Supertrolls are liars too, though they are inventive when finding their way around the truth. They are relatively more brazen too.
M. Keith Lipscomb is one of the few main masterminds of the scheme aimed at extorting money from thousands of Internet users based solely on poorly-substantiated allegations of copyrighted porn sharing.
On June 25 Lipscomb was ordered to explain why instead of one case against 37 John Does he filed two identical cases, one against 19 John Does, the other — 18 (3:12-cv-00335 and 3:12-cv-00336). These cases are indeed identical as the allegedly shared file is the same in both cases, same swarm.
I hope you already know the answer, and it is called forum shopping: cases are assigned to judges randomly and if one case is killed by a judge, the other one can survive if it lands on the docket of a troll-friendly judge. You can imagine what kind of reaction telling this simple truth would provoke in a judge. Therefore Lipscomb, unsurprisingly, replied with 3 pages of bullshit trying to avoid inevitable admonition:
This is not even funny. If I was the judge, I would be insulted: this reply assumes that whoever reads this document has a very low IQ.
Basically, Lipscomb tells that he broke the case in two because (in his own words)
- “Plaintiff’s goal was for the case to be manageable for the parties and the Court.”
- “Plaintiff limits the number of ISPs in a case in order to avoid unnecessarily extending the case should an ISP be unable to return the information.”
To debunk this reasoning, I turned to Pacer. While Lipscomb pulls the strings of many puppet trolls in various states (Leemore Kushner, Jason Kotzker, Wayne O’Bryan, Christopher Fiore etc.), I did not even bother checking those “package boys,” and searched only for complaints signed by Mr. Lipscomb himself. So, I quickly found the Malibu Media, LLC v. John Does 1-45 case (8:12-cv-01421), which was filed on 6/27/2012: 3 months later than those two cases.
Looking at this case, I cannot help asking Mr. Lipscomb two questions — one per each of his bogus explanations:
- Is 45 less than 37? In other words, why does it make sense to split 37 Does into two smaller groups, but to keep 45 Does in a single case?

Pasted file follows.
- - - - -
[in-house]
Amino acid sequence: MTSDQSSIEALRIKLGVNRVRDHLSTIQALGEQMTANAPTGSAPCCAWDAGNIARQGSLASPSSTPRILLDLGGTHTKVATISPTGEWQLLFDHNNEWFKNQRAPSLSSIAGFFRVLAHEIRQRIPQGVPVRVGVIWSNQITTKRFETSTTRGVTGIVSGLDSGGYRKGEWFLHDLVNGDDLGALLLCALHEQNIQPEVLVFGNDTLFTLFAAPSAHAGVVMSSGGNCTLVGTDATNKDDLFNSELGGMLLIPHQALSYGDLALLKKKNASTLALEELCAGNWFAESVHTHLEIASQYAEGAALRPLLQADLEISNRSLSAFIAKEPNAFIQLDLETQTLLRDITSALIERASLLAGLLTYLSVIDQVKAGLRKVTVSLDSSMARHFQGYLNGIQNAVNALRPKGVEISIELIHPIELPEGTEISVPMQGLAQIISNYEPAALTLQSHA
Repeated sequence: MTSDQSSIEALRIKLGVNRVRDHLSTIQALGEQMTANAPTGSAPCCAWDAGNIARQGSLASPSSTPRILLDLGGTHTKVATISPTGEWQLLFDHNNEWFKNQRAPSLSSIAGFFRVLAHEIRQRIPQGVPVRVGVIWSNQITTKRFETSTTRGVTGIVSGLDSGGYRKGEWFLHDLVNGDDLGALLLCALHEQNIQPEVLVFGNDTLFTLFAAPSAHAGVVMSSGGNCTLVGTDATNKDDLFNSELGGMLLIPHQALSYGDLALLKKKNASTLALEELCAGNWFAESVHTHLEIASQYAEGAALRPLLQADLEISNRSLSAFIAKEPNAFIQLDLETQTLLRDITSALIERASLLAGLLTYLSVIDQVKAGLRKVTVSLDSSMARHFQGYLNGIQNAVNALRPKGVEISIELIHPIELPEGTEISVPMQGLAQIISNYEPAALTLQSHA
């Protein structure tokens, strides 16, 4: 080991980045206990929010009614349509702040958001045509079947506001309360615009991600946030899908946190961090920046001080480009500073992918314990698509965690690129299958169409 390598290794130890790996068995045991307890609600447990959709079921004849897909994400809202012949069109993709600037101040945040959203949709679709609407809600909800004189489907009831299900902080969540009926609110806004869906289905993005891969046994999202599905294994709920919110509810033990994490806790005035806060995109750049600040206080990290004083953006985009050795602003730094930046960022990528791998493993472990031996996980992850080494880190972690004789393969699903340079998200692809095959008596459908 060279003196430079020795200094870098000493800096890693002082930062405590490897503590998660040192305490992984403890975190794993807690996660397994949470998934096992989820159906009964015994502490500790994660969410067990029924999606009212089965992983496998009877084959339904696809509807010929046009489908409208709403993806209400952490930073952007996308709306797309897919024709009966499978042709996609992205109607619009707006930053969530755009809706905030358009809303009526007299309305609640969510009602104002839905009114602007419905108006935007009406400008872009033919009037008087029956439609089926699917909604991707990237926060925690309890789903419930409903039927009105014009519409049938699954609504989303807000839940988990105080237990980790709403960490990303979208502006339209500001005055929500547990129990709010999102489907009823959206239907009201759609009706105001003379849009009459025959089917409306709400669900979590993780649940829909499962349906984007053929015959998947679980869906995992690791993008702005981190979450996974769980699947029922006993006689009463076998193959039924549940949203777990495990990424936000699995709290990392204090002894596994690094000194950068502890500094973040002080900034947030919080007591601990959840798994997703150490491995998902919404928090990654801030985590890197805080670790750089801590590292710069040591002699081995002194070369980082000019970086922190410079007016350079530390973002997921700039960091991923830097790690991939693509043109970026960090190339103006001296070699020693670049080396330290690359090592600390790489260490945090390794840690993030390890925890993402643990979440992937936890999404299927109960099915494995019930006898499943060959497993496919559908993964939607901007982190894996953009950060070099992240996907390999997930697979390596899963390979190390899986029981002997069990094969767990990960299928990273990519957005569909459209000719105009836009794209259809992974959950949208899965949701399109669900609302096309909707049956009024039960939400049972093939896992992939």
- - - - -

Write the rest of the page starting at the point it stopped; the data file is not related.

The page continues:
- How do you explain that the 1-45 case lists 6 ISPs — in light of the memorandum’s section III arguments?
Actually it’s not me who should be asking these questions, but Judge Toomey. Anyone volunteers to deliver them to his chambers? Please handle the question marks with care, bubble-wrap them.
Raul (who, by the way, pointed to this hilariously bulshitty document) comments:
It is also interesting how Lipscomb uses some curious math to justify the split so as to arrive at the figure of 2 To 6 Does, against whom he will litigate his client’s case “based on Plaintiff’s experience”. This is also a lie as Lipscomb, to my knowledge, has never named an individual in a troll lawsuit much less brought one to trial. In fact, there will never be a troll initiated trial on the merits of these lawsuits, Lipscomb knows it and, hopefully, Judge Toomey knows it as well.
There are some developments on the 3:12-cv-00336 case: Lipscomb dismissed 15 does out of 18 and simultaneously moved for the extension of time. Two does, 10 and 11, represented by Daniel Tamaroff, were dismissed with prejudice earlier: apparently they stipulated the dismissal, with settlements or without, we’ll never know. According to Lipscomb, Doe 8 has notified Comcast about the motion to quash he was supposed to file, but either he did not do it or his motion was not filed for some reason.
Now Lipscomb tries to go after that Doe and asks the court for more time. Pretty lame and arrogant reasoning. Judge Toomey was not amused: instead of granting the extension, he set a hearing on 8/20 and dared the troll to explain the mass dismissal. I will keep an eye on this case.